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  • Candace Ahlfinger

Dubrovnik--"Pearl of the Adriatic"

Updated: Aug 10, 2019

We had visited Dubrovnik in 2016, but we enjoyed another visit to this picturesque town. Our hotel this visit was the Hotel Kompas which was located in the same area as the Valamar Lacroma Dubrovnik Hotel where we had stayed before. This hotel had a smaller pool, but it was very close to a wonderful boardwalk and lots of restaurants, the beach, and two bus stops. The resort area is about 20 minutes by bus into town, but it gives you access to pools, the beach, and more restaurants.


We arrived fairly late in the evening so, after a quick dip in the pool, we walked to dinner at El Pulpo, a seafood restaurant that we had found using TripAdvisor. What should have been a quick walk based on the map, became a long, but scenic one, due to difficulty in following the directions. However, when we finally found the restaurant, dinner was delicious with four types of fish bruschetta, fried sardines, and good Croatian wine. After dinner we walked along the boardwalk, enjoyed the beautiful views, and then turned in early to be ready for a busy day in the beautiful Old Town.


View from the Hotel Kompas


In the Old Town, our first stop is always the fountain to fill our water bottles with cold water, especially necessary when walking the walls.


Because we spent several days in Dubrovnik, we purchased a Dubrovnik card that gives entry to the walls, the nearby fort, and many museums. You can purchase the card online at a discount or on site. (http://www.dubrovnikcard.com/) To decide what is best for you, just add up the costs for what you plan to do and compare them to the cost of the card. The card allows admission to the walls, the nearby Fort, many museums, and unlimited usage of the bus system which is very easy to use.


Dubrovnik at Night


In the Old Town, our first stop is always the fountain to fill our water bottles with cold water, especially necessary when walking the walls. The wall walk gives a beautiful view of the city, the nearby fort, and the mountains. Supposedly you can walk the walls in less than one hour, but it's hard to pass up the many photo ops along the way. Wear good shoes, take water, and don’t forget your camera!


We also hiked to the top of Fort Lovrijenac which gave more beautiful views, something that Dubrovnik, and Croatia in general, is not lacking! We also took a tour of the Old Town. The streets are crowded when large cruise ships are in port, so bring your patience. The main street becomes wall-to-wall tourists at mid-day. Our tour included a stop at the Old Pharmacy, one of the oldest pharmacies in Europe. The building itself is interesting since it was founded in 1317 in a Franciscan monastery.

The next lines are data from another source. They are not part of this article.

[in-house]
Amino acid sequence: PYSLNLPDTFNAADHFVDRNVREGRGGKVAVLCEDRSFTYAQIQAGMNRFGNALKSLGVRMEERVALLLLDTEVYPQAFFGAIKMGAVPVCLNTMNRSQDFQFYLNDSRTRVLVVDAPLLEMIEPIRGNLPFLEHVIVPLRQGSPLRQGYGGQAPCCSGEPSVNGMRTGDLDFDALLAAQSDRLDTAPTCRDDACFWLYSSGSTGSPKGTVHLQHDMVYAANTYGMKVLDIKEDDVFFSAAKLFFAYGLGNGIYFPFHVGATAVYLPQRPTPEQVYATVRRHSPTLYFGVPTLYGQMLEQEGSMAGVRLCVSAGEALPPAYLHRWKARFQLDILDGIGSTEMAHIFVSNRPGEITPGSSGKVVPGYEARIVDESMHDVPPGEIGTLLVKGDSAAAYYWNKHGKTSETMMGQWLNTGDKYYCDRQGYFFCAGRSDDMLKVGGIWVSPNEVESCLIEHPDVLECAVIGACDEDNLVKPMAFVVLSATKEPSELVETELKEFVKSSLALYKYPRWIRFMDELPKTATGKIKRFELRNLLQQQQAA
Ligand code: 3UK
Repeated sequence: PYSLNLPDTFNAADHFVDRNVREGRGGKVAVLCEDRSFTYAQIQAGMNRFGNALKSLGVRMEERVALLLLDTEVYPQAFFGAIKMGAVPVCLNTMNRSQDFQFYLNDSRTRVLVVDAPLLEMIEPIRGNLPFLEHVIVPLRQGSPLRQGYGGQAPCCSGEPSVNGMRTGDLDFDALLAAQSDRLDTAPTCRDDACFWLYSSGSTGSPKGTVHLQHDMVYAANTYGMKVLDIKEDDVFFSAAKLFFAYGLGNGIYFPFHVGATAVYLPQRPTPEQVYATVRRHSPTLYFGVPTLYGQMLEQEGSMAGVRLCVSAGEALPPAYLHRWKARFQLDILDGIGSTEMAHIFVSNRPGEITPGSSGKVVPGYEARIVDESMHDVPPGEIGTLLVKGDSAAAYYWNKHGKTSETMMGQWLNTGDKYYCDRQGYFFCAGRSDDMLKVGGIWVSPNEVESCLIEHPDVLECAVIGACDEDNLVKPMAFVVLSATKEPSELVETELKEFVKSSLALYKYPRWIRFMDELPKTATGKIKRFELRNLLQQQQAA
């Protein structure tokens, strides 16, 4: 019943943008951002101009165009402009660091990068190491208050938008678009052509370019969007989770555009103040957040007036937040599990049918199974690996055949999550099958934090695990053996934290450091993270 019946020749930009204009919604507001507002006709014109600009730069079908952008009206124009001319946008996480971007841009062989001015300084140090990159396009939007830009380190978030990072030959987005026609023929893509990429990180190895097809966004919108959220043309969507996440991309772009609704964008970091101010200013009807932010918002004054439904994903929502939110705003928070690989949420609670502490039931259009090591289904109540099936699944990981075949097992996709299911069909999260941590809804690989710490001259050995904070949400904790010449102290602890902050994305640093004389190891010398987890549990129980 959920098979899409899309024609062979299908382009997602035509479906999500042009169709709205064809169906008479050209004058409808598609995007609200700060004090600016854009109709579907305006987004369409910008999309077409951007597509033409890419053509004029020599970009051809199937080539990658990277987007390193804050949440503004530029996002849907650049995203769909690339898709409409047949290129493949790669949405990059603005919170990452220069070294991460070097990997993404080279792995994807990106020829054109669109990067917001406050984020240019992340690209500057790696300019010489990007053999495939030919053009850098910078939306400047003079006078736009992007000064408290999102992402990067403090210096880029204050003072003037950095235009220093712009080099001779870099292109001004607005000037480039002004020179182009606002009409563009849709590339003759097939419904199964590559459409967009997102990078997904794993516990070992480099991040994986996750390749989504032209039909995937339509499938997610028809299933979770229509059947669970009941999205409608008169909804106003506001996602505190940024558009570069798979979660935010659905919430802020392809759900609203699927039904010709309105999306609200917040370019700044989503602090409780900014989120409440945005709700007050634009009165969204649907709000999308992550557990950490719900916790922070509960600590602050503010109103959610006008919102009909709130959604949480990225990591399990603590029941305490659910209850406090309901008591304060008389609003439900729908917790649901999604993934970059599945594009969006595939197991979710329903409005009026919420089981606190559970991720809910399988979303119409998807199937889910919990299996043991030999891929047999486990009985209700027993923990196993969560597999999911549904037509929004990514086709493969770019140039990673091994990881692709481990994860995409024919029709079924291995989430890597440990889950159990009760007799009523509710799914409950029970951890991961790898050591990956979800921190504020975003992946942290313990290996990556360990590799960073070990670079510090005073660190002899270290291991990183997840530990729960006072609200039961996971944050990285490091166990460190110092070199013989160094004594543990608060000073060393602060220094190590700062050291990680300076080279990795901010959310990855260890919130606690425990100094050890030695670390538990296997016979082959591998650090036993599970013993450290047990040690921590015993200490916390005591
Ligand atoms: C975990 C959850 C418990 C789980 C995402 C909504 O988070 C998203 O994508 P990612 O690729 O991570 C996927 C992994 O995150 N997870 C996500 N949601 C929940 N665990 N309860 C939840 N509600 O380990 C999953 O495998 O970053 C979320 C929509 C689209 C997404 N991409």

This trip we saw where once had been an orphanage with a revolving window. Unwed women would leave their babies in the window and turn it so no one would see the mothers’ faces and so implicate the father, often their aristocratic employers. We also visited the War Photo museum that had moving pictures from the Croatian siege. The exhibit changes frequently, so there is always something new to see.


We found the juice and beer cafe, Glam, where we had eaten on our previous visit and again used it for my smoothie and Randy's craft beer fixes along with some traditional American tuna fish and grilled cheese sandwiches, a welcome break from heavy fare.


Underneath the beauty there are still many reminders of war, destruction, and death. In October 1991, the former Yugoslav (Serbia) army put Dubrovnik under siege after Croatia proclaimed its independence. The siege lasted until May 1992. Thankfully, the majority of the Old Town Buildings remain, although the pockmarks are reminders of their past.

Game of Throne memorabilia was everywhere. Guides held pictures of the show against the landscape, every souvenir imaginable was available, and stores featured GoT experiences where visitors could dress up and get their pictures taken.


We finally got reservations at Oyster & Sushi Bar Bota for a fantastic dinner. The oysters are from Mali Ston Bay. This bay is the last place where the "Queen of oysters" (Ostrea edulis) still grows according to the restaurant's website. Everything was fresh that day and tasted it. The tuna, amberjack, salmon, and shrimp carpaccio were some of the best we have ever tasted and service by Ivan was equally great. We searched, and finally asked for directions to find it, but the experience was definitely worth it.


And as nighttime settles and cruise ships depart, Dubrovnik once more becomes "the Pearl of the Adriatic" and a perfect place to wander about. (If possible, visit in the off season and stay overnight to take advantage of Dubrovnik when it is less crowded.)

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About Me

I have loved traveling since I was little and have always been on the go whenever possible. Now I am retired and get to do what I love best...TRAVEL!

 

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